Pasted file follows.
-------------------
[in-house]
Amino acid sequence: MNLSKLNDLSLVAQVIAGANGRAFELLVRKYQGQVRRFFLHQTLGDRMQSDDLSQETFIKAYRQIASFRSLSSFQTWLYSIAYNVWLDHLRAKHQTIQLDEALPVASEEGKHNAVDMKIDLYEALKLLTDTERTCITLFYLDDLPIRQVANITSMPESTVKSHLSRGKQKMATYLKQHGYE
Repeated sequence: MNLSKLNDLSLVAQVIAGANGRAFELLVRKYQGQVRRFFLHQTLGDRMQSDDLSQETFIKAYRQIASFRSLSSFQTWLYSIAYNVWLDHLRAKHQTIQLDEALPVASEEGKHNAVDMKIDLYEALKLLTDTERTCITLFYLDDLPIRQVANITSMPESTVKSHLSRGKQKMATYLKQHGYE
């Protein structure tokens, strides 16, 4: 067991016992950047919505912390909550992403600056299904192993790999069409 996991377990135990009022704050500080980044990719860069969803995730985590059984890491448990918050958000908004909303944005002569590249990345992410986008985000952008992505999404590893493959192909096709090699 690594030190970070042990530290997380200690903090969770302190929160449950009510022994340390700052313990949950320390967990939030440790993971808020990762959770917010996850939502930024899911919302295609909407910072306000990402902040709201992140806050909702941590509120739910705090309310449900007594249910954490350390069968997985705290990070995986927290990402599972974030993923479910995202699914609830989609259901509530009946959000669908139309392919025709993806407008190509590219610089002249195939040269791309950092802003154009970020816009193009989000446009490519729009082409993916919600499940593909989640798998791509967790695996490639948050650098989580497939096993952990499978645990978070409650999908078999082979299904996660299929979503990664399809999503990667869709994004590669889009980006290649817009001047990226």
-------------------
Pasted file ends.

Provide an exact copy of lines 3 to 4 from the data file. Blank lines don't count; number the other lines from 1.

Repeated sequence: MNLSKLNDLSLVAQVIAGANGRAFELLVRKYQGQVRRFFLHQTLGDRMQSDDLSQETFIKAYRQIASFRSLSSFQTWLYSIAYNVWLDHLRAKHQTIQLDEALPVASEEGKHNAVDMKIDLYEALKLLTDTERTCITLFYLDDLPIRQVANITSMPESTVKSHLSRGKQKMATYLKQHGYE
């Protein structure tokens, strides 16, 4: 067991016992950047919505912390909550992403600056299904192993790999069409 996991377990135990009022704050500080980044990719860069969803995730985590059984890491448990918050958000908004909303944005002569590249990345992410986008985000952008992505999404590893493959192909096709090699 690594030190970070042990530290997380200690903090969770302190929160449950009510022994340390700052313990949950320390967990939030440790993971808020990762959770917010996850939502930024899911919302295609909407910072306000990402902040709201992140806050909702941590509120739910705090309310449900007594249910954490350390069968997985705290990070995986927290990402599972974030993923479910995202699914609830989609259901509530009946959000669908139309392919025709993806407008190509590219610089002249195939040269791309950092802003154009970020816009193009989000446009490519729009082409993916919600499940593909989640798998791509967790695996490639948050650098989580497939096993952990499978645990978070409650999908078999082979299904996660299929979503990664399809999503990667869709994004590669889009980006290649817009001047990226």